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The BBC reports that the health of Bradley Manning, the alleged source for Wikileaks, is deteriorating after months in custody:
Pte Manning, a US soldier, is being held in solitary confinement in a high-security military prison at Quantico marine base, Virginia.
US journalist David House, who has been visiting him since September, told the BBC World Service he looked “frazzled”. …
The 23-year-old was arrested earlier this year and charged with stealing secret information. One accusation is that he handed Wikileaks video of an Apache helicopter killing 12 civilians in Baghdad in 2007.
However, there has been no formal indictment and no date for a trial has been set, according to Mr House.
“He is being kept in a kind of punitive fashion before his trial and it is definitely weakening his mental state,” the journalist said.
When Mr House first visited Pte Manning in September, he found him mentally “very alert” and, physically, he looked to be “in very good health”.
“Over the months, I’ve seen his condition deteriorate. Mentally, he now has trouble keeping up with some topics of conversation. He has bags under his eyes and he appears to be very weak.”
This information comes after earlier reports that the UN was investigating the treatment of Manning, after allegations surfaced that the conditions he is being held under equate to torture. It is impossible to know precisely how Manning is being treated, since his situation is cloaked in so much secrecy. But it is not difficult to surmise that, at the very least, Manning is being intentionally mistreated in an attempt to coerce him into cooperating.
US authorities are no stranger to allegations of torture. After all, torture was essentially legalized under the Bush regime as “enhanced interrogation” techniques, and the Obama administration has thus far failed to reverse the disturbing precedent. It should come as no surprise that similarly inhumane tactics will be utilized against a prisoner as loathed as Manning. In fact, we should expect that anyone deemed to hold valuable information, or to be in any way an enemy of the State, will be subjected to whatever treatment the authorities believe will escape public scrutiny.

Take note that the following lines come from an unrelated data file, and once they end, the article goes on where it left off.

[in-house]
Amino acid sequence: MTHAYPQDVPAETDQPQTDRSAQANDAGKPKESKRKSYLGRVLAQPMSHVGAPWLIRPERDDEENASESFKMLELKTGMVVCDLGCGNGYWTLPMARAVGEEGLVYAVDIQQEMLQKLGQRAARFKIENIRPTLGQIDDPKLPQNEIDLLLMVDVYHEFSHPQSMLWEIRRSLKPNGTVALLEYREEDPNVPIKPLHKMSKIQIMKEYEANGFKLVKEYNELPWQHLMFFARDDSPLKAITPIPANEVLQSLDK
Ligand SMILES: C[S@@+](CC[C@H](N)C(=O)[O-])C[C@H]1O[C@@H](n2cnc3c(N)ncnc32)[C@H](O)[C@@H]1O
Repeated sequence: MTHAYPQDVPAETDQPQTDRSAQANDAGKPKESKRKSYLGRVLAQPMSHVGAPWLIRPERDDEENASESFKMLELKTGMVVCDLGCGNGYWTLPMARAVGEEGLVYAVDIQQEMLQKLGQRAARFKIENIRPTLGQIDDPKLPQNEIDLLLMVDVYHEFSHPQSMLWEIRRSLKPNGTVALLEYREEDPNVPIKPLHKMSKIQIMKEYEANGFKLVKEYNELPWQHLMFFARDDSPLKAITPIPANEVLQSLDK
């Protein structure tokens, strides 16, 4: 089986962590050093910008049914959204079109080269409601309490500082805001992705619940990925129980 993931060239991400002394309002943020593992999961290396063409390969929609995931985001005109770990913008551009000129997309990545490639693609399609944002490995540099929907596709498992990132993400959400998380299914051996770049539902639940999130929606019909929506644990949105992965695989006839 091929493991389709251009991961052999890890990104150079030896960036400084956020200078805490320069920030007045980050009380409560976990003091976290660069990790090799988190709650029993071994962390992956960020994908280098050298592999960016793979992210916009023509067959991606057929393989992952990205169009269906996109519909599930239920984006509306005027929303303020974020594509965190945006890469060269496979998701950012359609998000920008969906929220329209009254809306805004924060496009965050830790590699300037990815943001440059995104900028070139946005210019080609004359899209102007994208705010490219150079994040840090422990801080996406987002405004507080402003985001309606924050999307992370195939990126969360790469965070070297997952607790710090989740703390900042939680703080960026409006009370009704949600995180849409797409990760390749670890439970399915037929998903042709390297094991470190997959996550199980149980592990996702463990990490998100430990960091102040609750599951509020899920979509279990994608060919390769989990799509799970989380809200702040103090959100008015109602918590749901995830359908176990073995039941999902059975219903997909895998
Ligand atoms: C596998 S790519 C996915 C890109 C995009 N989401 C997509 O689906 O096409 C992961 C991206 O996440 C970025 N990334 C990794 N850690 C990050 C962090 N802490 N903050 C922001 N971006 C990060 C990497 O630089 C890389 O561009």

In Manning’s case, clearly such blatant torture techniques as waterboarding cannot be used. Instead, a more subtle strategy of psychological manipulation is being implemented, in which Manning’s sanity is gradually worn down. Trapping a human being in a cell for twenty-three hours per day, and only allowing him contact with the outside world through a single man, in heavily monitored meetings once every two weeks, is bound to have devastating effects on a person’s psychological well-being. But these facts of his treatment are what we know; it is impossible to guess what other subtle mind-games are being played behind the scenes.
The issue here is one of fundamental human rights. Regardless of whether one considers Manning a despicable criminal or a champion of democracy (I consider him to be the latter), he should be entitled to a basic level of care appropriate for a human being – or, one might argue, any sentient being. Psychological torture is a violation of human rights, and Manning’s treatment thus far represents but one more stain on the disgustingly soiled reputation of the world’s self-professed champion of democracy and human rights.
Manning must be tried for his crimes without delay, and in the interim he must be entitled to regular contact with the outside world, daily time spent outside of his cell, and access to all the amenities – including proper bedding – required by a dignified human being.